The Brag Media
News April 30, 2018

Pill testing first at Canberra’s Groovin The Moo a success

Pill testing first at Canberra’s Groovin The Moo a success
Image: Mitch Ferris / Groovin The Moo Facebook

Australia’s first official pill-testing at a music festival, at yesterday’s Groovin’ The Moo in Canberra, has been deemed a success

Dozens of the 20,000 patrons who attended the festival on the grounds of the University of Canberra had gone to the mobile laboratory in one of the health tents by mid-afternoon.

A complaint was there was no signage where the tests were, or indeed, that they were taking place.

Medical professionals analysed the illicit drugs with an infrared spectrophotometer, and told their anonymous owners what was in them.

Eyewitnesses said most discarded their pills after finding out what was really in them.

They were also given options on what to do if they chose not to throw them away.

As promised by the ACT government, they were granted an amnesty, although police had a heavy presence elsewhere on the site.

A media ban on pill testers, the STA-Safe (Safety Testing Advisory Service at Festival and Events) consortium, meant that TMN could not immediately get an official statement or accurate numbers of testers.

Mat Noffs of the Noffs Foundation who helped run the testing tweeted some statistics this morning, revealing that 128 people had used the service and 85 samples were tested, with 2 samples revealed to be “deadly”.

STA-SAFE’s Dr David Caldicott confirmed to Music Feeds that one of the deadly substances was N-Ethylpentylone, which has been linked to mass overdoses, but that the other substance was unable to be identified.

Patrons certainly approved of the last minute compromise struck last Thursday evening to green-light the trial after festival promoter Cattleyard Promotions agreed.

“It’s definitely necessary in this day and age, because people are gonna take it, they need to know what they’re taking is safe, and they then have that decision whether they want to take it or not,” one man told ABC News.

“It won’t make a difference of who’s doing it, it just makes a difference of whether people are gonna die off it,” said another.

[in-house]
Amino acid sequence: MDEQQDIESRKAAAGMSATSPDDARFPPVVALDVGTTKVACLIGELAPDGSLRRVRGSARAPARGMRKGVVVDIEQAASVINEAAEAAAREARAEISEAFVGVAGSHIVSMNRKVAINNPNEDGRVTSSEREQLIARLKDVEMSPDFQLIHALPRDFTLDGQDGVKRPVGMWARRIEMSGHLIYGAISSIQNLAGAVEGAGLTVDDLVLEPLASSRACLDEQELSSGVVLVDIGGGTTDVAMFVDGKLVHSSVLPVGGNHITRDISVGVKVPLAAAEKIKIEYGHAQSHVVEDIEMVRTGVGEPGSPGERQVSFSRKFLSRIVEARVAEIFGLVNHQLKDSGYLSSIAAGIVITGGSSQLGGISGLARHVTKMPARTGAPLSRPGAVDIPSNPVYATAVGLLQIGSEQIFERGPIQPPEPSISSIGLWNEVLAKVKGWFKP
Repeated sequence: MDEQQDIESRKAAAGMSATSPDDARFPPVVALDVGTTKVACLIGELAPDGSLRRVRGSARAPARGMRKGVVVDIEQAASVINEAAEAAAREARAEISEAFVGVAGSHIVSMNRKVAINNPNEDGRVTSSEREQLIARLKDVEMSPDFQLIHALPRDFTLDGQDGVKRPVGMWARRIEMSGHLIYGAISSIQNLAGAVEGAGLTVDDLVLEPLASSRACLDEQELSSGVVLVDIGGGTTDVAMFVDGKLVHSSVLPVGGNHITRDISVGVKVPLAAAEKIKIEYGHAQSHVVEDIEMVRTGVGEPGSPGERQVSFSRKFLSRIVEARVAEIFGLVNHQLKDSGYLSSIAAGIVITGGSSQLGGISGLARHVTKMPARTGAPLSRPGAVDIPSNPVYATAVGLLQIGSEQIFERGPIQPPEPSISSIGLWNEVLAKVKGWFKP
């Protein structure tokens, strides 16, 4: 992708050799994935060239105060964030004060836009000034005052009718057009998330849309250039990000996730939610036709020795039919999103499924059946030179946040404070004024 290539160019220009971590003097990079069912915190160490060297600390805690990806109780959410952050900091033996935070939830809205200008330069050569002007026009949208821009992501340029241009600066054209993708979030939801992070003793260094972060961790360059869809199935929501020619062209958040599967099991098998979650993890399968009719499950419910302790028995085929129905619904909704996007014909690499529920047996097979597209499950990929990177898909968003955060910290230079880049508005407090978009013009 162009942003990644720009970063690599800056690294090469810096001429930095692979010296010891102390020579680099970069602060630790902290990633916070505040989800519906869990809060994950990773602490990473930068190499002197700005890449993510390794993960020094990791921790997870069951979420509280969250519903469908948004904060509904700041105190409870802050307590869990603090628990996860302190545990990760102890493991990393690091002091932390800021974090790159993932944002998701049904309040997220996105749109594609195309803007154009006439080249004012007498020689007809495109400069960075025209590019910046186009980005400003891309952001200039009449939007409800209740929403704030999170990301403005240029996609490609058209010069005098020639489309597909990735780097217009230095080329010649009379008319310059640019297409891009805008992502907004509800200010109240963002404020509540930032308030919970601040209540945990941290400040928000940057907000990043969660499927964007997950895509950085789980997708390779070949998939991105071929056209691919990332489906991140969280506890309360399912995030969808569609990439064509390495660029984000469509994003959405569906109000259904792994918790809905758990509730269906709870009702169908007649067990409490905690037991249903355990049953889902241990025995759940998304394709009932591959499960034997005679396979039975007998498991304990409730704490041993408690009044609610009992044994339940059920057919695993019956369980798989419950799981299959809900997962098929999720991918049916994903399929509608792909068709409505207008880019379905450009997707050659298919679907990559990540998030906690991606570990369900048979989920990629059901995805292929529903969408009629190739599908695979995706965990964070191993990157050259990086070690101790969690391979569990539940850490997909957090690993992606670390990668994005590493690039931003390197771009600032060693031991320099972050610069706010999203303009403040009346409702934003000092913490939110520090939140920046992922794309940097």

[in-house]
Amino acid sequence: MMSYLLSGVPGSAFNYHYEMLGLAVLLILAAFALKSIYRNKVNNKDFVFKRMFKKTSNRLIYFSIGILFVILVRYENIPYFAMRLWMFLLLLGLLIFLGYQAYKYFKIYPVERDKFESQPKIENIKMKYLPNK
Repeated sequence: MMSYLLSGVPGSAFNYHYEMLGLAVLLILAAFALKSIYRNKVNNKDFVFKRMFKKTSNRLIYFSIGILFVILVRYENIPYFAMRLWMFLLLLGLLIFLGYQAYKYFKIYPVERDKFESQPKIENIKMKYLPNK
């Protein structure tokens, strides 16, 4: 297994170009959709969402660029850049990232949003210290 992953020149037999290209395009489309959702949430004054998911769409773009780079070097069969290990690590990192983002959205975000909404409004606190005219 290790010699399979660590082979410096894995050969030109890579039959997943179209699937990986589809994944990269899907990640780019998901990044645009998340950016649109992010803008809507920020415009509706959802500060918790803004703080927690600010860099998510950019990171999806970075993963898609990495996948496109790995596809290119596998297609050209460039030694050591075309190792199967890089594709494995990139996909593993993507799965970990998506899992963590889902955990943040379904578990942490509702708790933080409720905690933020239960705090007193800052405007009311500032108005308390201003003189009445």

“If I was gonna take a pill, yeah I’d probably test it,” one admitted.

Yesterday morning, although the ACT government assured testers they would be safe from police action, some of the legal fraternity remained concerned before the festival opened its doors.

Paul Edmonds, a solicitor at Canberra Criminal Lawyers, told the Canberra Times no legislation had been passed to ensure that participants would not be held criminally liable for drug possession.

Edmonds pointed out liability issues emanating from the possibility of patrons suffering any adverse affects from drug taking after they had taken part in the trial.

He told the Canberra Times, “It depends on what sort of written indemnity form that the pill user signs before they have the pill tested.

“There would obviously be some kind of waiver.”

“However, an issue could arise if the person approaching the pill-testing tent is already under the influence, and would they be able to give informed consent and understand what they are signing up to.”

The Canberra Times also spoke to Adriana Buccianti who has collected almost 40,000 signatures on a petition to introduce testing nationally after her son Daniel at the Rainbow Serpent festival in Victoria in 2012.

“If someone said to him this pill is 100 times stronger than anything you’ve ever taken, he would have said ‘fine’ and thrown it away,” she said.

“He didn’t go there to come out in a body bag, he went there to have fun.”

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